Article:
(Dow Jones) The chief beneficiary of investors' current interest in gold funds has been the $50.6 billion SPDR Gold Shares. Now BlackRock Inc. is making a serious bid to change that.
The company last week slashed fees on its own nearly identical but far less popular $3.3 billion iShares Comex Gold Trust by more than a third. The move means that for many financial advisors and Main Street investors, the iShares gold exchange-traded futures could be a better option, at least to those who are in it for the long haul.
However, sticking with SPDR Gold Shares probably makes sense for those who plan to trade frequently or who already own the security, since selling a position may provoke a tax hit, analysts say.
BlackRock's move makes a "compelling case," says Morgan Stanley ETF Analyst Dominic Maister.
Although the change seems unlikely in itself attract a new wave of investors to gold ETFs, such pricing tactics have been used by ETF firms like Vanguard Group and Charles Schwab Corp. to entice investors away from otherwise dominant offerings.
For months, gold has been one of the hottest investments, surging 9% so far this year to $1,196 an ounce even as the stock market tumbled. Considered more convenient than coins or futures contracts, gold ETFs have been popular with investors ranging from mom and pop to sophisticated hedge fund firms like Paulson & Co., the SPDR Gold Shares' largest holder according to regulatory filings.
Before last week, the SPDR and iShares gold ETFs both charged investors the same annual investment fee of 0.4% of assets. A third competitor, the $587 million ETFS Physical Swiss Gold Shares, undercut them slightly at 0.39%. BlackRock's new fee is 0.25%.
For investors that buy gold as a long-time holding-as a hedge against inflation or because its price tends not to move in conjunction with stock prices-that change could make a big difference. For instance, if the coming decade is as good to gold prices as the last one, with the metal returning about 16% a year, then buying $10,000 worth of gold now and holding it for 10 years would cost about $1,700 in the SPDR ETF and only $1,100 with the cheaper iShares version, according the Securities and Exchange Commission's mutual fund expense calculator.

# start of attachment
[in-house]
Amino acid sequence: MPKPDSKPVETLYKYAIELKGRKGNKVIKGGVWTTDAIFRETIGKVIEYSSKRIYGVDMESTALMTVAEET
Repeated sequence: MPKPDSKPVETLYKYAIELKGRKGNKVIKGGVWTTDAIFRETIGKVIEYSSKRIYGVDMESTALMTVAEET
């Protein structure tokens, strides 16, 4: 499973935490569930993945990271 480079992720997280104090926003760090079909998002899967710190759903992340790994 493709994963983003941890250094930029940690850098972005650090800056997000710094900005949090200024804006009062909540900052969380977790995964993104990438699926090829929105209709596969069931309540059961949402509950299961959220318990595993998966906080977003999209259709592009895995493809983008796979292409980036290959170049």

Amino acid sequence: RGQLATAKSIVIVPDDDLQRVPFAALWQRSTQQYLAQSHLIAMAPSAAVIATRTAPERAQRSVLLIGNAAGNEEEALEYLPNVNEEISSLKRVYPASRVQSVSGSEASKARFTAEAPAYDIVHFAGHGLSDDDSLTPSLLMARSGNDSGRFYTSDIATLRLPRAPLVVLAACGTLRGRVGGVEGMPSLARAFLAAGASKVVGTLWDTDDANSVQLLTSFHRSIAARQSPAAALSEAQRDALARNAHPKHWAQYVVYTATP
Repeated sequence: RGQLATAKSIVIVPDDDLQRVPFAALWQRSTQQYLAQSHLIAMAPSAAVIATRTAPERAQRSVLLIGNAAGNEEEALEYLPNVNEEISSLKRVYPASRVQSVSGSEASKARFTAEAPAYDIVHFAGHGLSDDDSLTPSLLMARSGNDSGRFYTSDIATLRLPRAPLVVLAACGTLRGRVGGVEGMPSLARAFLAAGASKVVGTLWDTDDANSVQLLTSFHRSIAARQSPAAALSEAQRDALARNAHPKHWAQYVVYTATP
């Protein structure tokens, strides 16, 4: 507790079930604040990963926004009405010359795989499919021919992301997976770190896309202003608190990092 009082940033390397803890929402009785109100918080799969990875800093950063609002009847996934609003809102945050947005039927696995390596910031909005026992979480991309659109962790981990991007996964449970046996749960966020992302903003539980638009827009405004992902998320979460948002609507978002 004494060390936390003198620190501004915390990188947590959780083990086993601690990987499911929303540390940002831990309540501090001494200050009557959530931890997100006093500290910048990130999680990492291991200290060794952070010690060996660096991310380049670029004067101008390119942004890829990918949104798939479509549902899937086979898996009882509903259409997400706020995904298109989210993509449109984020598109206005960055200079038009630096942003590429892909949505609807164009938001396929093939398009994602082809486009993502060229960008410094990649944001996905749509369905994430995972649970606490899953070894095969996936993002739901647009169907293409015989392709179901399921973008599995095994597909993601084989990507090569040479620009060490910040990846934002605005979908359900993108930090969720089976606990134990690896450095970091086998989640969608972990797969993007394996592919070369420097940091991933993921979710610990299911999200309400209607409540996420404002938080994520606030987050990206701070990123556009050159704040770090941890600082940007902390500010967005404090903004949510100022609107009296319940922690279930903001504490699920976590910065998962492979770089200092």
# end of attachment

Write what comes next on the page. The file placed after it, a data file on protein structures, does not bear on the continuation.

Still, the lower price doesn't make the iShares ETF a slam dunk. For one thing, a 16% annual return represents a remarkable bull run. A less dramatic performance would mean smaller savings in dollar terms. Moreover, ETF investors also have to figure in trading costs that can easily trump investment fees for those who do a lot of buying and selling.
While both ETFs are heavily traded, the SPDR Gold Shares is much more so, with about $1.9 billion worth of shares changing hands each day, compared to just $35 million for the iShares version. While trading costs are more difficult than investment fees to measure, investors generally prefer it when their own trades represent just a small sliver of an ETF's daily volume, ensuring there will be lots of other sellers if they want to buy, or buyers if they want to sell.